BEING CLEOPATRA: Cleopatra Through the Artist's Eye: Ancient Egypt

Monday, September 19, 2011

Cleopatra Through the Artist's Eye: Ancient Egypt

Picture Source: Rogue Classicism

Head of Cleopatra VII
Sculpture, probably of Cleopatra VII
Early Ptolemaic, Egypt, 50 - 30 BC, 910.75
Located at the Royal Ontario Museum

Once identified simply as "an early Ptolemaic queen or goddess," this beautiful granite bust was recently elevated to star status when proven to be a likeness of one of the most famous women in history, Cleopatra VII. ROM Egyptologist Roberta Shaw made the discovery while reading a catalogue of the British Museum's exhibition Cleopatra of Egypt. In the catalogue, she noticed that a female bust, identified by British scholars as Cleopatra, looked intriguingly similar to the ROM's unidentified statue. After comparing its attributes to known images of Cleopatra in consultation with leading Cleopatra expert Dr. Sally-Ann Ashton, Shaw connected the dots, concluding that the ROM's bust is likely the sister to another Cleopatra statue found in Alexandria.

The ROM's Cleopatra is remarkably similar to its Alexandrian counterpart; the same wig, the same features, the same size. But the key feature that nails the ROM statue's identity is the unusual back pillar with attached crown. Now recognized as a "missing link," the ROM's sculpture is believed to be a very early representation of Cleopatra as Egyptian Queen; the Alexandrian statue represents her as Egyptian goddess. Still, Shaw cautions, "No image of Cleopatra has ever been proven beyond all possible doubt to be the famed Egyptian queen, including ours."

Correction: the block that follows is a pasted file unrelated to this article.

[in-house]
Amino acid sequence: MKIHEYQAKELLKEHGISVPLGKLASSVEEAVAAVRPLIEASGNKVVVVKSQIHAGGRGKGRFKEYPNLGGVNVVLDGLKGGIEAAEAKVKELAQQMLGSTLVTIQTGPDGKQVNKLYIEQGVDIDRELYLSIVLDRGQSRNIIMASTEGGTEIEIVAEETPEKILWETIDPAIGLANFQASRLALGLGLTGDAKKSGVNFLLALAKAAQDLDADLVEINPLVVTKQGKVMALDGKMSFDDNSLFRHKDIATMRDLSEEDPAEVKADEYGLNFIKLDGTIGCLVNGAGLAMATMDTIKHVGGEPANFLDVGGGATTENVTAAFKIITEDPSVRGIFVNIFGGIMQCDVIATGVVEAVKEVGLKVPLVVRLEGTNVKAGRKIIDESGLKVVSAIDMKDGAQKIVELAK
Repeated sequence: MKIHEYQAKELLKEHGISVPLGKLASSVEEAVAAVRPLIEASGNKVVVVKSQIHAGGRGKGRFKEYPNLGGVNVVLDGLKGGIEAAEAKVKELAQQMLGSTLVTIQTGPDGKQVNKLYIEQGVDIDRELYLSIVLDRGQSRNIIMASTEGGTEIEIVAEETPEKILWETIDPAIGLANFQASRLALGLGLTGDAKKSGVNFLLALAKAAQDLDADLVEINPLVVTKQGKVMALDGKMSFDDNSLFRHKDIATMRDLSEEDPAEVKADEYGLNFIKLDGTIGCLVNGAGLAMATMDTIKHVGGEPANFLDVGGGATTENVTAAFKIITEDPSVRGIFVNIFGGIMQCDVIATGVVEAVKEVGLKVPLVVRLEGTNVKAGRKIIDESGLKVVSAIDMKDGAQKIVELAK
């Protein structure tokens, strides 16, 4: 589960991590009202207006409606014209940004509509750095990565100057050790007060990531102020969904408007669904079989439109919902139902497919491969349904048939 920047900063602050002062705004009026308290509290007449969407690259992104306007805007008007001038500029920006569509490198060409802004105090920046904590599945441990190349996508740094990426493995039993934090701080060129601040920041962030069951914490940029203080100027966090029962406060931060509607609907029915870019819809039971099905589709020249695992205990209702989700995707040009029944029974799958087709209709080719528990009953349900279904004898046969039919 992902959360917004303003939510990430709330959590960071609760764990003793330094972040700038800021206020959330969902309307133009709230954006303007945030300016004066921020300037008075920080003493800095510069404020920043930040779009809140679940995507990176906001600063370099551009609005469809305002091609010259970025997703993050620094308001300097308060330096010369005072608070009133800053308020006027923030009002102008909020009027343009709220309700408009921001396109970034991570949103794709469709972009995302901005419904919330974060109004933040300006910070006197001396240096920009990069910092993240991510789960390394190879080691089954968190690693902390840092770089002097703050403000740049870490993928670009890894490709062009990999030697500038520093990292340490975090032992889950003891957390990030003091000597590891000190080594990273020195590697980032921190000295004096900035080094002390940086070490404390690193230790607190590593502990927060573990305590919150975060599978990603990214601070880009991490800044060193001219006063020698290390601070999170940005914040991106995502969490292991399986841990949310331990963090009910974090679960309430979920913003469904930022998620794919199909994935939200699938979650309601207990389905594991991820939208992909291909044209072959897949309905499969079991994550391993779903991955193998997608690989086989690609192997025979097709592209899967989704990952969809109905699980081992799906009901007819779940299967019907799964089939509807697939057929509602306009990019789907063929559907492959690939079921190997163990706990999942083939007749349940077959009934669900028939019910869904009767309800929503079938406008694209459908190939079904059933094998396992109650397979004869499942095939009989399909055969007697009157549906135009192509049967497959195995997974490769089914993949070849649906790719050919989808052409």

One of only three pieces of Ptolemaic sculpture like it in the world, the ROM's Head of Cleopatra also led to another revelation: it turns out that the practice of "copying" earlier statues was started by Cleopatra herself. Previously it was thought the practice began about 50 years later, during the Imperial Roman period. The Head of Cleopatra is on display in the ROM's Galleries of Africa: Egypt on level 3.

Iconic Cleopatra
March 19, 2009 This granite bust is most likely a representation of one of history's most famous women Cleopatra and is on display in the Galleries of Africa: Egypt. An iconic object in the ROM's collection, only three pieces of Ptolemaic sculpture like this exist in the world today.

-Description by the Royal Ontario Museum

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